During the whole month of May, the private hospitals could only utilise 3.34 lakh doses in Mumbai which is a paltry 15 percent of the total available stock with the hospitals.
At a time when the state government and BMC-run vaccination centres were reeling under acute shortage of Coronavirus vaccines during the last week, private hospitals in capital city Mumbai and other cities were flush with several doses of Coronavirus vaccine left in stock, the Indian Express reported. Even as the central government has announced major changes in the vaccination policy last week, there are instances like these which depict the challenges in ensuring equitable distribution of Coronavirus vaccines.
Why did state-run centres run out of stock?
Before the vaccination procurement changes announced by Prime Minister Modi last week, the state government and the private sector were on an equal footing with each entitled to receive 25 percent of the total vaccine supplies. On the other hand, 50 percent of vaccine supplies were to be handed over to the central government. According to the Indian Express report, the state government of Maharashtra on its own procured a total of 25.10 lakh Covid-19 vaccine doses in the month of May. In contrast, private hospitals based in Maharashtra got as many as 32.38 lakh vaccine doses in the same month.
The gap between the state government procurement and private hospitals stocks further compounded as the state had to distribute the vaccines all over the state whereas the major chunk of privately procured vaccine doses were allotted to Mumbai-based private hospitals. Hence, the BMC could only get 5.23 lakh vaccine doses from the state government’s quota whereas the private hospitals based in Mumbai were sitting on a whopping 22.37 lakh doses in the month of May. In comparison BMC in the month of April could secure about 9.47 lakh doses of vaccine as private hospitals were not authorised to procure 25 percent of the total vaccine lot.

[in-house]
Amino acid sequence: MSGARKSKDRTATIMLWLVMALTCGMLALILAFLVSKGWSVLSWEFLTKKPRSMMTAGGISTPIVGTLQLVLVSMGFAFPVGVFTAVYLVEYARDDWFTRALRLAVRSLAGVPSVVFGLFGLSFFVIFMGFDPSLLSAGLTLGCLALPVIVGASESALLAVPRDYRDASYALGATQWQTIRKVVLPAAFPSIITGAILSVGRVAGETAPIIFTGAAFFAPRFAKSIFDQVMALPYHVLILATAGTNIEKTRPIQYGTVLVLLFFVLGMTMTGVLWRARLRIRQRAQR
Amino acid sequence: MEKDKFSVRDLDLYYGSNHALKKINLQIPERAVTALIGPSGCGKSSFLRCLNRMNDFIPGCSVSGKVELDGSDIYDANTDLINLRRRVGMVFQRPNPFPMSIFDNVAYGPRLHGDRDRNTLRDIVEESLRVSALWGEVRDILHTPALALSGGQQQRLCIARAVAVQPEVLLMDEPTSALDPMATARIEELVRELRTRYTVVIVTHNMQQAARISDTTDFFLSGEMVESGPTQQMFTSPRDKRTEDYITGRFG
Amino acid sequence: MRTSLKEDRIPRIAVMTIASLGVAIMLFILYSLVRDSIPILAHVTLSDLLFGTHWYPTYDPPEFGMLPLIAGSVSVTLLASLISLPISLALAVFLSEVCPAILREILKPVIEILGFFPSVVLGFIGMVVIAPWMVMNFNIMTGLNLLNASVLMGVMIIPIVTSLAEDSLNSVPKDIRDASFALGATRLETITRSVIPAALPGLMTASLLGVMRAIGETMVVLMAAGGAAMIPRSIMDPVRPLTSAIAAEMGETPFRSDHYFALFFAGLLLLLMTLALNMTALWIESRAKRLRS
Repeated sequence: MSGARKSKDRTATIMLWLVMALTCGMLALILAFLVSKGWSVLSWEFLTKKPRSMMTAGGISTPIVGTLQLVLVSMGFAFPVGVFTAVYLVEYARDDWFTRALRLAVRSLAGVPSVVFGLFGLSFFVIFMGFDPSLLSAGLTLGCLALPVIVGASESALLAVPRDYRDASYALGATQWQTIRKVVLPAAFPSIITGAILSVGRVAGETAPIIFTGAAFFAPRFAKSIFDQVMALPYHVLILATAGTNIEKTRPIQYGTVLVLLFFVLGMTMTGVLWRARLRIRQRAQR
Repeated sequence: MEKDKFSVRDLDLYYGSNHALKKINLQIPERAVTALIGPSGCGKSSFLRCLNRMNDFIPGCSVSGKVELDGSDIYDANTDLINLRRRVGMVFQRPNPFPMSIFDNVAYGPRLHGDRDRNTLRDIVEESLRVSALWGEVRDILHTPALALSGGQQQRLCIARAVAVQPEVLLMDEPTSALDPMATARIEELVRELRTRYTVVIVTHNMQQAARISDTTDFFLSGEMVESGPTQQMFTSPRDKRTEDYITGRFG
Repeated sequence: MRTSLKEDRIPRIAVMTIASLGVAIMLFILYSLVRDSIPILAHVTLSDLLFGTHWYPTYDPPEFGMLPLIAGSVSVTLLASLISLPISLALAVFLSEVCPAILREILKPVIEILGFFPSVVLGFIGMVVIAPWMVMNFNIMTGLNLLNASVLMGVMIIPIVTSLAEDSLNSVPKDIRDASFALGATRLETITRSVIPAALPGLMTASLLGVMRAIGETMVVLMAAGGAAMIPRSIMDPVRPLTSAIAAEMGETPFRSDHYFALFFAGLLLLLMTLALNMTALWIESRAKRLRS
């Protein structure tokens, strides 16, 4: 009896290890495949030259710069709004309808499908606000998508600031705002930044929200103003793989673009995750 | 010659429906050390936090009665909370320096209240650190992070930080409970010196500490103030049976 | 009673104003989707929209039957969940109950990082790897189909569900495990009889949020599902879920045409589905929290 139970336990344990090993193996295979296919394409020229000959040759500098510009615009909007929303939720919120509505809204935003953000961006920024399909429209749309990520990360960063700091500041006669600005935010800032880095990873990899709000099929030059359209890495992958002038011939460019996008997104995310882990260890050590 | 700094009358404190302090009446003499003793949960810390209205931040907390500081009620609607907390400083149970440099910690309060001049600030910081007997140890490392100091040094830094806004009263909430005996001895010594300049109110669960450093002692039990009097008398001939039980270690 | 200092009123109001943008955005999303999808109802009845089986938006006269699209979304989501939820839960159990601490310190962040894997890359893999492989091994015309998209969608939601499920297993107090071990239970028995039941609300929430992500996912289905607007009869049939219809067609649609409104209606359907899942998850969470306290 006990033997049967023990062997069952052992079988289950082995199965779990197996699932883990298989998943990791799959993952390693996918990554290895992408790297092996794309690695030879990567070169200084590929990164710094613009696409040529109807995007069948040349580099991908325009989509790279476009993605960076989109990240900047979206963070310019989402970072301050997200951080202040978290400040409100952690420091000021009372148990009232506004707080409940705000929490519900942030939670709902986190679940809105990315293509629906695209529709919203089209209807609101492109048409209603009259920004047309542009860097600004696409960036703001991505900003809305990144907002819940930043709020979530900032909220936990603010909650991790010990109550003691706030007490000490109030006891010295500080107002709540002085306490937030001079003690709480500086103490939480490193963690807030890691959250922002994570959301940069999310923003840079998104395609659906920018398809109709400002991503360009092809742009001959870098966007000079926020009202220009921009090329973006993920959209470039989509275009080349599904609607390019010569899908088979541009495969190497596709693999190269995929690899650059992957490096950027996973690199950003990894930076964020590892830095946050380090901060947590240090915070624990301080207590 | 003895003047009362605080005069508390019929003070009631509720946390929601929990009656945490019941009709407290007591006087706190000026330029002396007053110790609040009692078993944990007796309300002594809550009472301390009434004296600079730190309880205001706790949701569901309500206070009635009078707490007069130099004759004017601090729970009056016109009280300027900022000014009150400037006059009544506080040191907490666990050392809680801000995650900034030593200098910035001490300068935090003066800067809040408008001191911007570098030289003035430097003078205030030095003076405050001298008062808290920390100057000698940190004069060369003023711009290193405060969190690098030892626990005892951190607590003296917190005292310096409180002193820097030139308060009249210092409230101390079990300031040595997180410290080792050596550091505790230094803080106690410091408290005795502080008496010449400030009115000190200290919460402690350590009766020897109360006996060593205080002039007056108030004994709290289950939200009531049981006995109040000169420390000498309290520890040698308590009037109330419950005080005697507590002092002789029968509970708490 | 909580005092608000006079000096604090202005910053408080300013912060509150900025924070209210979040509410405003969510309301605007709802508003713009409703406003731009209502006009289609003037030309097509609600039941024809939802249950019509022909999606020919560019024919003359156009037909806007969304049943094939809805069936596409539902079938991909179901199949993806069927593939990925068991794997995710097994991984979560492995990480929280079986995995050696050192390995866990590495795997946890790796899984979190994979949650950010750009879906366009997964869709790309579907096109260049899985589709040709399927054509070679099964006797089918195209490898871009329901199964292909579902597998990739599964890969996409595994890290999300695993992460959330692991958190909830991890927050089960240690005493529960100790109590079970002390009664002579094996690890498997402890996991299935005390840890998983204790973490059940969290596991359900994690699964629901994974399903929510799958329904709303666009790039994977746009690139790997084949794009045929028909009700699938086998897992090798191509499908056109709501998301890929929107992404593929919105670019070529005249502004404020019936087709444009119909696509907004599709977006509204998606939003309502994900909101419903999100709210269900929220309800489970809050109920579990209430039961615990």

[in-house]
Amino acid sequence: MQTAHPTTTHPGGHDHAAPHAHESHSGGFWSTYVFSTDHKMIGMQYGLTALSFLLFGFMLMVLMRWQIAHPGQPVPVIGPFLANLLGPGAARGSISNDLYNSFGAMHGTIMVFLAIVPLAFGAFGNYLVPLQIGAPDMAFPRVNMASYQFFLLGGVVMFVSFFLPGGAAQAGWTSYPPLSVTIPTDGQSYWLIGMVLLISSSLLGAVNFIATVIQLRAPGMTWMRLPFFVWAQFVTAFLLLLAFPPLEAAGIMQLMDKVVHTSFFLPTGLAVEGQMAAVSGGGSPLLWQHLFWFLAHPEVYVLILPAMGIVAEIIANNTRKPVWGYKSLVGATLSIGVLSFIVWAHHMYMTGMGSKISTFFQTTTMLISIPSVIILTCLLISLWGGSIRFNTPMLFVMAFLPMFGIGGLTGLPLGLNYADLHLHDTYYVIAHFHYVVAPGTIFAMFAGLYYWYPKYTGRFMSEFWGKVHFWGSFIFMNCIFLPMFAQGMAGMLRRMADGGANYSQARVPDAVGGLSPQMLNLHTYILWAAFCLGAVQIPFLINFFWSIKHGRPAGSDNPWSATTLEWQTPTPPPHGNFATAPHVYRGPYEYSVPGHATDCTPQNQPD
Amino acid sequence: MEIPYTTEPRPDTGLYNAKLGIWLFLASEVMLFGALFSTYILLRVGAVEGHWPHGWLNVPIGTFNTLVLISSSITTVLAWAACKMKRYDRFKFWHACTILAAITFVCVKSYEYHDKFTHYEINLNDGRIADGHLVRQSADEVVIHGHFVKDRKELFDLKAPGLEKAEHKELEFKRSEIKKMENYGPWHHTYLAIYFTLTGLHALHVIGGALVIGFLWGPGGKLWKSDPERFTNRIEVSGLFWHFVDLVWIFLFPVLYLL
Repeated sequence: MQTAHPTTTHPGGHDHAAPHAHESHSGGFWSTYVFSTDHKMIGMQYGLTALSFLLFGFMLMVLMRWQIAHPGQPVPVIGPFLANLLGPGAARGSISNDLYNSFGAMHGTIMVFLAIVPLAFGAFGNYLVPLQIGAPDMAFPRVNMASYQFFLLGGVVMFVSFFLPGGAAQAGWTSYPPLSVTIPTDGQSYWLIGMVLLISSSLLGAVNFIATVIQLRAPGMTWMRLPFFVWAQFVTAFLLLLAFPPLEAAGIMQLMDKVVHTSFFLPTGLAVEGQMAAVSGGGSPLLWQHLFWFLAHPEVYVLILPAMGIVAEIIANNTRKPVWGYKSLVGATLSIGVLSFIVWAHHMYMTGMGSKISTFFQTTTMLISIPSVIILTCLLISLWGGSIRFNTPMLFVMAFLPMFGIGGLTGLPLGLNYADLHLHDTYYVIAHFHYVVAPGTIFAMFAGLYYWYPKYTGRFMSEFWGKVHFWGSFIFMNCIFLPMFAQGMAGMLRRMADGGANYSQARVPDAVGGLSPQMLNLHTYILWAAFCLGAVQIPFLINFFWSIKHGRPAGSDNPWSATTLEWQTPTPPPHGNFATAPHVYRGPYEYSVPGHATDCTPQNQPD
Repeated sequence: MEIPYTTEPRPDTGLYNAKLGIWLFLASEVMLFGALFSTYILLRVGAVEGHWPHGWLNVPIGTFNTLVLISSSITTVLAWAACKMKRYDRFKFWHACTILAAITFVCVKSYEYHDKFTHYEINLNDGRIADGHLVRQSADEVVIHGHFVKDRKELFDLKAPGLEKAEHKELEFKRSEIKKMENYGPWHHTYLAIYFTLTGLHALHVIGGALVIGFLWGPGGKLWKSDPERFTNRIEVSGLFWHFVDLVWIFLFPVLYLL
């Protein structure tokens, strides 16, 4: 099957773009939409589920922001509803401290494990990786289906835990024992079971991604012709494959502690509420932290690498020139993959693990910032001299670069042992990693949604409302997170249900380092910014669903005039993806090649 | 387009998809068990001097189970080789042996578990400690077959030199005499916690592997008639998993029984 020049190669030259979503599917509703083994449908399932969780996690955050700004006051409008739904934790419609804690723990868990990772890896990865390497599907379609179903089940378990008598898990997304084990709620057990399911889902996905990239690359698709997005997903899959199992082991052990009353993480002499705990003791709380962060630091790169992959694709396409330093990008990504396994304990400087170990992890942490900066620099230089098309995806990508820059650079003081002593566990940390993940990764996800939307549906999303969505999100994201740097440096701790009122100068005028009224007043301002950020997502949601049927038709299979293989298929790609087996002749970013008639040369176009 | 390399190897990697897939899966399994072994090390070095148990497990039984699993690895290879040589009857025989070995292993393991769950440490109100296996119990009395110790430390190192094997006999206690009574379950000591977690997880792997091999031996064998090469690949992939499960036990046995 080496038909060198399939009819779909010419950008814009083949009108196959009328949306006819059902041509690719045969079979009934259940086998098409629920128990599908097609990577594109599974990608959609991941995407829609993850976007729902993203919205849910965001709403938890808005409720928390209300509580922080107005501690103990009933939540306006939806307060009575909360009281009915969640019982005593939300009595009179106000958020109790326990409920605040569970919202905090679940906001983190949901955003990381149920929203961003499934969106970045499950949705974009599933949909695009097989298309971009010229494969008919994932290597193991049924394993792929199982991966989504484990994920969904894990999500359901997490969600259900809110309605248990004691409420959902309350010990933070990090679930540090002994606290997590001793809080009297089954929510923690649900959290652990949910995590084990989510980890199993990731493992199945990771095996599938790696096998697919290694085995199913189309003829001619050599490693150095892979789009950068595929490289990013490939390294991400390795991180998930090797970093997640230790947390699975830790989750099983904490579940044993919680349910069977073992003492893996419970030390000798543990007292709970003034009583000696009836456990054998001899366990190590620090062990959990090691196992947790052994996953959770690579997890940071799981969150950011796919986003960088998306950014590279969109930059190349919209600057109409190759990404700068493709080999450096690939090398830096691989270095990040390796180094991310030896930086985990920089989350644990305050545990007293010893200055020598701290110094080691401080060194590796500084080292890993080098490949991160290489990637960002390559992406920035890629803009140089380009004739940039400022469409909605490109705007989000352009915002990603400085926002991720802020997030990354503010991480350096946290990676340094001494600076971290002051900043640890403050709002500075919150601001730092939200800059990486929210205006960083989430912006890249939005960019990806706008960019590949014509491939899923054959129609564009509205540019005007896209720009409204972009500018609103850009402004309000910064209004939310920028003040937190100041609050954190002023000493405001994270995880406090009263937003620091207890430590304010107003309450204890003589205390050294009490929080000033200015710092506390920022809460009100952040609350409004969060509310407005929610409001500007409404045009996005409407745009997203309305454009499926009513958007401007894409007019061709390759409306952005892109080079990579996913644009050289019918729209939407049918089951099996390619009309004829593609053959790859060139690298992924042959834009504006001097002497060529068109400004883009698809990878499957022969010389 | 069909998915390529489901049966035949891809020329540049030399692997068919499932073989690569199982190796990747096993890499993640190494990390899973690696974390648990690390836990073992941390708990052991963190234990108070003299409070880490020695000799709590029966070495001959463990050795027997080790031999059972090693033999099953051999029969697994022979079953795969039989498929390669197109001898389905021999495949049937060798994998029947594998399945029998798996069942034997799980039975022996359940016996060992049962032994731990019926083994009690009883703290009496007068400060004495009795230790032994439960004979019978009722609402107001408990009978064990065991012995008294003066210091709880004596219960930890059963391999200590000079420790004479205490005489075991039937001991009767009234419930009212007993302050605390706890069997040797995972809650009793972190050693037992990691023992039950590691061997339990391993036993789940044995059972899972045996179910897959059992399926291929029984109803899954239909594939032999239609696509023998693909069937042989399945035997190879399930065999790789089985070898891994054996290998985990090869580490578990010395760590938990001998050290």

Why private hospitals had lakhs of doses left?
The Indian Express quoted the BMC data which showed that during the whole month of May, the private hospitals could only utilise 3.34 lakh doses in Mumbai which is a paltry 15 percent of the total available stock with the hospitals. The availability of huge quantities of unused doses of vaccine with the private hospitals received an adverse reaction from the municipal body BMC. A senior BMC official told the Indian Express on the condition of anonymity that the private sector is buying out more vaccines than it can administer and blocking supplies of vaccine which could have been used by the government-run vaccination centres.
Response of private hospitals
Private hospitals have maintained that buying large stocks of vaccines proves cost effective, saves logistical challenges and allows better planning of the vaccination. Dr Joy Chakraborty, COO in PD Hinduja Hospital told the Indian Express that private hospitals cannot be expected to buy 10000-15000 doses at a time as it would not be economical. The Hinduja hospital had procured a total of 96000 vaccine doses and was sitting on about 70000 vaccine doses on June 2.